Anti-dowry summit calls for national laws against the practice
Australia’s first anti dowry summit held in Melbourne yesterday renewed calls for a national law against dowry extortion. Organised by ACHRH, the Australasian Centre for Human Rights and Health, the summit gathered academics, legal professionals, service providers, politicians and members of the medical community in a workshop setting to talk about dowry and its impact, and how the system could better prevent violence and help survivors.
The practice of dowry is an ancient tradition whereby a bride brings an agreed amount of property or money to her husband on their marriage. If a marriage ends, the husband usually keeps the valuables.
It is not known how widespread marriage dowries are in Australia, but the practice remains common in south Asia, the Middle East and Africa.
Dr Manjula O’Connor from ACHRH called for a federal law against dowry demands.
“We want laws that make it a civil or a criminal offense to extort dowry,” O’Connor said. “We can’t ban dowry, but we can prevent people from making such demands,” she said.
“The problem is the dowry is given in India and it is left in India with his parents… but the marriages are breaking up in Australia. So it is creating a lot of judicial kind of issues.”
Dean McWhirter, Assistant Commissioner of Victoria Police, who opened the event, said that Victoria Police have identified that the police force needs better education on the issue on dowry demands, especially in relation to incidence of family violence. He called for detailed research into the incidence and prevalence of dowry.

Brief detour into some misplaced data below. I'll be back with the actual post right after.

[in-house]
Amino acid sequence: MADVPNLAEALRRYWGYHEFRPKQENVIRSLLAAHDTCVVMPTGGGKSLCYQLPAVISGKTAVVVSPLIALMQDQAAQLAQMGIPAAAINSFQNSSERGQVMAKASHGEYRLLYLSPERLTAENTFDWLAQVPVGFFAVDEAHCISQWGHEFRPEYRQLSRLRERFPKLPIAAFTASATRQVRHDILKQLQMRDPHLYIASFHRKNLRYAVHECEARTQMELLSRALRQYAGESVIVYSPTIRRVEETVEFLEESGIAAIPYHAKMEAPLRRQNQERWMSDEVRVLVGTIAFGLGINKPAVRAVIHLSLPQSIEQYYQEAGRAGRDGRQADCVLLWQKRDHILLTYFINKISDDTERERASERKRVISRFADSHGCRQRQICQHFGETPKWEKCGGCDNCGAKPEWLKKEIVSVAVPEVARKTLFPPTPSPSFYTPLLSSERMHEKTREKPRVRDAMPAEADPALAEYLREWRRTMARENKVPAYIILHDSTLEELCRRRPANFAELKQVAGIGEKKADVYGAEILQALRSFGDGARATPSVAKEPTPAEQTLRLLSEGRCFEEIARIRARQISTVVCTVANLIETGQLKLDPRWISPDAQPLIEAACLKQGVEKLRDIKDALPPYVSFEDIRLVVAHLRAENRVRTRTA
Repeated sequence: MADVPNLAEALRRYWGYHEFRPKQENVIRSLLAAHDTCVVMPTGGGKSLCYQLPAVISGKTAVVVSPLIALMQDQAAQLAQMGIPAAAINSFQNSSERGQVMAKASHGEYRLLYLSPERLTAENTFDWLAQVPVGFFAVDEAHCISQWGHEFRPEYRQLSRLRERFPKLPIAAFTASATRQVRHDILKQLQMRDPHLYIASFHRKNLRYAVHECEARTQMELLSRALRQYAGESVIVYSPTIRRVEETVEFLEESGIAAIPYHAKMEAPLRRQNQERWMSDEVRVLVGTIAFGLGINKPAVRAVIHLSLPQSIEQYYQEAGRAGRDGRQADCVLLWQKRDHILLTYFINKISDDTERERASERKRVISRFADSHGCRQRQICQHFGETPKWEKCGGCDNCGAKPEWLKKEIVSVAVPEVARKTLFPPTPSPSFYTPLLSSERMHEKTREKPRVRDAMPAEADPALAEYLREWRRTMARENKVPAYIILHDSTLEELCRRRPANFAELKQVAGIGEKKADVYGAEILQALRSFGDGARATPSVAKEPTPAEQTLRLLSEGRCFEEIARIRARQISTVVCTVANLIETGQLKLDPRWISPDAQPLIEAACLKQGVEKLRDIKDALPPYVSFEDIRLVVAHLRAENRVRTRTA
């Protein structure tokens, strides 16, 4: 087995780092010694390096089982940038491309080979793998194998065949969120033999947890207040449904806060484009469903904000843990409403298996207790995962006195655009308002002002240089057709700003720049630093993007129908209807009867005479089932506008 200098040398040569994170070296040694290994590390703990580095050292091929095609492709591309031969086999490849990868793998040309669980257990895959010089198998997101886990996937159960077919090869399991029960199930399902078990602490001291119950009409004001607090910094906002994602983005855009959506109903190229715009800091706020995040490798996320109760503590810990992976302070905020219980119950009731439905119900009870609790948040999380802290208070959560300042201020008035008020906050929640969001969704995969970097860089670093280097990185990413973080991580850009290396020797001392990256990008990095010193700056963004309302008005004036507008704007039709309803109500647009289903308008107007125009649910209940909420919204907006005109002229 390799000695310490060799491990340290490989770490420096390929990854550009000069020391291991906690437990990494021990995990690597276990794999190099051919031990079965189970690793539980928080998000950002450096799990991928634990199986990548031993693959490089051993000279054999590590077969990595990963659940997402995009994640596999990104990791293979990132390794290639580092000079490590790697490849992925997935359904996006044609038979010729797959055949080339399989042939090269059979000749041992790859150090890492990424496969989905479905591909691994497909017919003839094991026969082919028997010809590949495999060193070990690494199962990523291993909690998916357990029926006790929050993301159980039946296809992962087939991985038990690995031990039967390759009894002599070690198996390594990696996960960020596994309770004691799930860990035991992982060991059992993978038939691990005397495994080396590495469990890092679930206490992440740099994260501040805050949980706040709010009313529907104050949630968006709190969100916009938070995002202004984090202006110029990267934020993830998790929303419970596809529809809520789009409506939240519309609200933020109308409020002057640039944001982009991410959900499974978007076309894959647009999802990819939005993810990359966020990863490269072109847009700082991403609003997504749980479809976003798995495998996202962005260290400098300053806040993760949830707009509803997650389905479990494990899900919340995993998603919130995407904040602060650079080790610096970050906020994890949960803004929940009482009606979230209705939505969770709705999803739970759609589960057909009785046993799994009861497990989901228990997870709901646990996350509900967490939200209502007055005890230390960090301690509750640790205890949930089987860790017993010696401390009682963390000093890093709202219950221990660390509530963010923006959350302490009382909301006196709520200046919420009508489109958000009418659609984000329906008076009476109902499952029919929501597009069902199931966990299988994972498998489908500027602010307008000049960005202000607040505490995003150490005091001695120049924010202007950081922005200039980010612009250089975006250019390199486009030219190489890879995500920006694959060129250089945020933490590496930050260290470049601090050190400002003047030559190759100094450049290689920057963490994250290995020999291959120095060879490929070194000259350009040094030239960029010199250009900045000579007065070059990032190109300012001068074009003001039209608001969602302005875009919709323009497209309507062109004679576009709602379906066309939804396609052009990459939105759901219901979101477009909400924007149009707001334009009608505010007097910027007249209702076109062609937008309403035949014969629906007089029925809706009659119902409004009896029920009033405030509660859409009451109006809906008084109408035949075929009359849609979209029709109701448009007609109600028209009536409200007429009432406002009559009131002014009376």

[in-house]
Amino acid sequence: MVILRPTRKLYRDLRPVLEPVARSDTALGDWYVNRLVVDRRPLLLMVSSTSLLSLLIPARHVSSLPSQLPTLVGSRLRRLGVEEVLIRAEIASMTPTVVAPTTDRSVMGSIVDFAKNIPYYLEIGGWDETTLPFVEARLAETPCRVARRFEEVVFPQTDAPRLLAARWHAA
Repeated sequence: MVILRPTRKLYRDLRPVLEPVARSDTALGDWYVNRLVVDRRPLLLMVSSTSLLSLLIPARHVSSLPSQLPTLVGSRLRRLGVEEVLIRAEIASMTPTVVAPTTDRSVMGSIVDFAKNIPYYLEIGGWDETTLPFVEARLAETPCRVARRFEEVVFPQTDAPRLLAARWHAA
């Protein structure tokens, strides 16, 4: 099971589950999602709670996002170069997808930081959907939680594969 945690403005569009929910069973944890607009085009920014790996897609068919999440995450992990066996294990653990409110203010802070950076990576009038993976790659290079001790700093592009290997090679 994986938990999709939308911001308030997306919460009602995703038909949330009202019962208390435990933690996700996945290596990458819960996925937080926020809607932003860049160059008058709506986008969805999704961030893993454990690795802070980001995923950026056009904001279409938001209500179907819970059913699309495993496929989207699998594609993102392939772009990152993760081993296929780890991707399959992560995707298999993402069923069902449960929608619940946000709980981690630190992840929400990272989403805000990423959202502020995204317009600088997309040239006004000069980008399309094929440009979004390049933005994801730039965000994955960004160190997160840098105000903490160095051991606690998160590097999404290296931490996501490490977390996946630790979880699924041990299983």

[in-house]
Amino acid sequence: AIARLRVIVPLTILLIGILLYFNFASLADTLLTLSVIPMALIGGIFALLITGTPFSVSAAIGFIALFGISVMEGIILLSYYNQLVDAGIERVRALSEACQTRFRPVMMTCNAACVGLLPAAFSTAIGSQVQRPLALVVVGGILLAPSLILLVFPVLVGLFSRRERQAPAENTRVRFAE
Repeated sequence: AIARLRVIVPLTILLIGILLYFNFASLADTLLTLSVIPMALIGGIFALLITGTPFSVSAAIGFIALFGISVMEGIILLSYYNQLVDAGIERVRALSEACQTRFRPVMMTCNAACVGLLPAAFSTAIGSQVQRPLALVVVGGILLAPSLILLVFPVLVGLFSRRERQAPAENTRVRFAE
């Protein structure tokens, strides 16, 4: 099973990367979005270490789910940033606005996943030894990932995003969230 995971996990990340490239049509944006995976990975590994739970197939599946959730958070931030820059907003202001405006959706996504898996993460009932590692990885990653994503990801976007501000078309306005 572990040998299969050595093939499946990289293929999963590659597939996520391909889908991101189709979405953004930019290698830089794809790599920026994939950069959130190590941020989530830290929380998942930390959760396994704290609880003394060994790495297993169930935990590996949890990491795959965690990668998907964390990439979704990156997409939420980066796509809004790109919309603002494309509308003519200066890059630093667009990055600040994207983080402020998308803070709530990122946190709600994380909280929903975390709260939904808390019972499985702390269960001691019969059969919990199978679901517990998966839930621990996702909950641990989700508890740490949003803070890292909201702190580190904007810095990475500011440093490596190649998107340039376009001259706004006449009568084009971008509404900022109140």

The forum also heard from a survivor who talked of her abuse at the hands of her ex-husband and in-laws in the face of escalating dowry demands. The system failed her, and she spent three days and nights at train stations, unable to go home because the police slapped an intervention order against her based on an allegedly false report of violence by her ex-husband. She and her family ended up paying $45,000 to her ex-husband’s family in addition to the wedding expenses, and she has been unable to recover $50,000 plus worth of her jewellery.
Acknowledging the bravery of the survivor in speaking up, Greens MP and spokesperson for Family Violence Nina Springle said that community support and education on this issue is paramount. However, we could do more by way of understanding communities, she said.
“Victoria is lacking in our understanding of cultural competence, and the fundamentals of collectivist and individualist cultures, and how challenging it is for these two spectrums to interact,” she said. There may be a need to change the structural responses to cultural issues like dowry to take into account the needs of survivors from collectivist cultures.
Recommendation 156 from the Royal Commission Against Family Violence was made as a result of a submission by ACHRH. It recommended that the examples of family violence be amended to include dowry related abuse. The Andrews Labor government in Victoria has committed to implement all the recommendations of the Royal Commission. The results of the workshop at the anti-dowry summit will form part of a research project on dowry by Swinburne and Melbourne University.